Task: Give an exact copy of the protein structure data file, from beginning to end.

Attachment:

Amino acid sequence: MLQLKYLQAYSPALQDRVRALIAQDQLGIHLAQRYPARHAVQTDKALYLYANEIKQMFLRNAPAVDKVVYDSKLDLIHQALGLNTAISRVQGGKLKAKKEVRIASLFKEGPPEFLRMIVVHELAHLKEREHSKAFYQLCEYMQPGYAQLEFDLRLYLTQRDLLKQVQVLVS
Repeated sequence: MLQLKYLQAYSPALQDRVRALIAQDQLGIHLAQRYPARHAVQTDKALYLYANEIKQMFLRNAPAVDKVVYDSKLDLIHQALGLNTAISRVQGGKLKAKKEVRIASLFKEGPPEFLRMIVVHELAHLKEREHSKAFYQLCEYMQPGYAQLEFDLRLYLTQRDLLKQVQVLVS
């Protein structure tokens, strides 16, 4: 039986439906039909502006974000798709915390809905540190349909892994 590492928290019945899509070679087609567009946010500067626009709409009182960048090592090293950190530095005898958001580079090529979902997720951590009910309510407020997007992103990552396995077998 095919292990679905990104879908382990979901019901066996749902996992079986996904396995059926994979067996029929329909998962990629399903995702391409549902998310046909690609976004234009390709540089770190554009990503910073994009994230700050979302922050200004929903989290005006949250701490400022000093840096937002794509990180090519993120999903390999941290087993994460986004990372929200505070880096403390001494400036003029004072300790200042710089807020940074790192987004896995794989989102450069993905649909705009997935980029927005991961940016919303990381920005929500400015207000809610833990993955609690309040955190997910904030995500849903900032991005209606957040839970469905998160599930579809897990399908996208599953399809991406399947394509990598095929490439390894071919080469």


Amino acid sequence: MLQLKYLQAYSPALQDRVRALIAQDQLGIHLAQRYPARHAVQTDKALYLYANEIKQMFLRNAPAVDKVVYDSKLDLIHQALGLNTAISRVQGGKLKAKKEVRIASLFKEGPPEFLRMIVVHELAHLKEREHSKAFYQLCEYMQPGYAQLEFDLRLYLTQRDLLKQVQVLVS
Repeated sequence: MLQLKYLQAYSPALQDRVRALIAQDQLGIHLAQRYPARHAVQTDKALYLYANEIKQMFLRNAPAVDKVVYDSKLDLIHQALGLNTAISRVQGGKLKAKKEVRIASLFKEGPPEFLRMIVVHELAHLKEREHSKAFYQLCEYMQPGYAQLEFDLRLYLTQRDLLKQVQVLVS
């Protein structure tokens, strides 16, 4: 039986439906039909502006974000798709915390809905540190349909892994 590492928290019945899509070679087609567009946010500067626009709409009182960048090592090293950190530095005898958001580079090529979902997720951590009910309510407020997007992103990552396995077998 095919292990679905990104879908382990979901019901066996749902996992079986996904396995059926994979067996029929329909998962990629399903995702391409549902998310046909690609976004234009390709540089770190554009990503910073994009994230700050979302922050200004929903989290005006949250701490400022000093840096937002794509990180090519993120999903390999941290087993994460986004990372929200505070880096403390001494400036003029004072300790200042710089807020940074790192987004896995794989989102450069993905649909705009997935980029927005991961940016919303990381920005929500400015207000809610833990993955609690309040955190997910904030995500849903900032991005209606957040839970469905998160599930579809897990399908996208599953399809991406399947394509990598095929490439390894071919080469």